After much anticipation and waiting by LEGO fans, Daniel Junge and Kief Davidson’s film A LEGO Brickumentary finally hits select movie theaters in the US today. And for those of us not fortunate enough to live near one of those theaters, it’s also available on iTunes and on demand now!
We had the opportunity to see the documentary last year at the Seattle Film Festival, and you can read our own review. On the whole we loved it – apparently more than some movie critics who have recently described it as a 90-minute ad for the LEGO company. In its defense, the film was not paid for by LEGO, and spends more time outside the hallowed halls of Billund than it does inside them. We think any true LEGO fan will enjoy the breadth of topics it covers, the playful and heartwarming presentation, and excellent brick animation by our friends over at BrickNerd Studios.
And if you look pay attention, you may even spot a few of us in the film ;-)
At The Brothers Brick we aim to present some of the best fan-built LEGO models. We’re not necessarily used to our own models exploding all over the internet or on the occasions when they do, it is usually because we ourselves have posted them here first. In the last few days, this normal order of things was turned upside down. I went on a little trip visiting family for a few days, but before leaving I posted a few pictures of my latest model, Optimus Prime, on flickr. These were picked up by a number of other LEGO blogs (the LEGO Car Blog and Bricknerd among others) and subsequently pretty much went viral. I was going to write something here eventually, but hadn’t gotten around to making the video that I wanted to include and, because of this, I got scooped.
I have finally completed the video and I will use this post to add more info about the build, that I know people have been wondering about, such as why I built a so-called Bayformer rather than a G1 Optimus Prime or whether this model will make its way to LEGO Ideas, so that other fans may eventually buy one. I’ll start with the biggest question, though: is it actually fully transformable or am I a big cheater, who has built two different models to separately represent the robot and the truck mode?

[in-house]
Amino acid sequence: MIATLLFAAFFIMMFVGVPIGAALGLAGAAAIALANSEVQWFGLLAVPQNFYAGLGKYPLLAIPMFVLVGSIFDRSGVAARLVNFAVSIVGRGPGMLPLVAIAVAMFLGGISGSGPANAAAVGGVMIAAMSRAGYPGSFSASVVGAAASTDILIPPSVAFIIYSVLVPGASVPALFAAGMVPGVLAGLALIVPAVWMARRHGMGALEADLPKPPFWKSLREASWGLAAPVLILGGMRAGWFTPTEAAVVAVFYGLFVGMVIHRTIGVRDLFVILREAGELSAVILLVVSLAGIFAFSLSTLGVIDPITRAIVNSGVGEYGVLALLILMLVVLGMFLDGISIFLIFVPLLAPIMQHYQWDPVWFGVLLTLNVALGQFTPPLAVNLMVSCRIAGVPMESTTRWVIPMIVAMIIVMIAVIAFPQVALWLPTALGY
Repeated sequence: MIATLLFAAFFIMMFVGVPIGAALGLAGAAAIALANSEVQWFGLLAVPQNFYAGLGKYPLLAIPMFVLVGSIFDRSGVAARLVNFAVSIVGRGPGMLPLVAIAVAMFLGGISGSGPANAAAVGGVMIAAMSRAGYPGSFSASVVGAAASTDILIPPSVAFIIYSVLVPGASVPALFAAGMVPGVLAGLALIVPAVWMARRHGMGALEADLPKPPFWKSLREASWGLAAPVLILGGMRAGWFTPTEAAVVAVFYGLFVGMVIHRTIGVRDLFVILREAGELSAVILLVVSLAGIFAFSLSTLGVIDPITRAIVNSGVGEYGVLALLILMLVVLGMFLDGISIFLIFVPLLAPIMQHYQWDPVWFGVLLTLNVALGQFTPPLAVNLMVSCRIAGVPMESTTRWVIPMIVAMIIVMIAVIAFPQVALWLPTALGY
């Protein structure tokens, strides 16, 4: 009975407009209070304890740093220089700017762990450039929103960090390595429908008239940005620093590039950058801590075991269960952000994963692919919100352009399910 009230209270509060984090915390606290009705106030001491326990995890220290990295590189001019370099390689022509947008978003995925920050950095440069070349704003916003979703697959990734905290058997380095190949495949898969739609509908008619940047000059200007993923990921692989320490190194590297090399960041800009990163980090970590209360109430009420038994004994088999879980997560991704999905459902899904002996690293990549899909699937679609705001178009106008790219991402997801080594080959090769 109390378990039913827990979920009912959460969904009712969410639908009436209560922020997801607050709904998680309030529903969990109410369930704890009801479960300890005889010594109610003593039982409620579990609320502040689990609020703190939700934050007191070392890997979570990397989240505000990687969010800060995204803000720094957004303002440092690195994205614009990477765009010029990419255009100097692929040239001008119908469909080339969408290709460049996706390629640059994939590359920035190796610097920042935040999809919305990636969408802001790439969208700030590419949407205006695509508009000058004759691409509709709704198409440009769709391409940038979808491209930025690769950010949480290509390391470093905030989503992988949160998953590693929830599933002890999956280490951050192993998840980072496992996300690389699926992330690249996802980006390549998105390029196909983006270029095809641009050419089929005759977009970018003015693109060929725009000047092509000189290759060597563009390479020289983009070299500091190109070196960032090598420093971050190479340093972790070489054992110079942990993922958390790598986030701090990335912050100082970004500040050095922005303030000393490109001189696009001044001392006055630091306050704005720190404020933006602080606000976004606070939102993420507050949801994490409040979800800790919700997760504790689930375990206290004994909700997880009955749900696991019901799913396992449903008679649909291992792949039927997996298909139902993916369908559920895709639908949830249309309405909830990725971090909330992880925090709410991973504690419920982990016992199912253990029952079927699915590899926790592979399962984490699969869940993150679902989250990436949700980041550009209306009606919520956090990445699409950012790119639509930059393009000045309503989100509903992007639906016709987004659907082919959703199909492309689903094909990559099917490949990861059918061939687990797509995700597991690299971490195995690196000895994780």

As you can see, the model can indeed go from truck to robot by sliding and rotating various parts. The only exception is that the fuel tanks are separate parts that are pinned to the truck. This is similar to how the toy that I used as the basis for the transformation sequence works. The sequence is complicated and some stuff usually breaks in the process, but having seen videos of people transforming their toy versions, I get the impression that this is normal.
I’m hardly the first person to build a working Transformer in LEGO. We’ve blogged Transformers on many different occasions and, as a child, I myself used to build the original G1 models from the cartoon. The designs from the recent movies by Michael Bay, also known as Bayformers, are rather more complicated than the older models, though, and this is exactly what makes them more interesting to me. I also think that a long-nose Peterbilt looks more attractive than the red and blue cab-over-engine truck used for the G1 Optimus Prime and happen to like building flame patterns. To my surprise, some die-hard Transformers fans hate Bayformers with an almost scary passion and consequently they hate mine. I recommend they go look at Alex Jones’ version from a few years ago or perhaps at some kittens instead.
My Optimus Prime will not be making it onto LEGO Ideas. Even if I could drum up enough support for the project by plastering it all over social media, LEGO wouldn’t touch this with a stick. The Transformers toy line is owned by their competitor Hasbro, who produce rather poor-looking Transformers sets in their own Kre-O range of LEGO compatible construction toys. If you want your own LEGO Optimus Prime, you’ll probably have to build it yourself. This should be easy enough. After all, to quote one commenter on my model, “my nine-year-old can do better”. You have got to love the internet.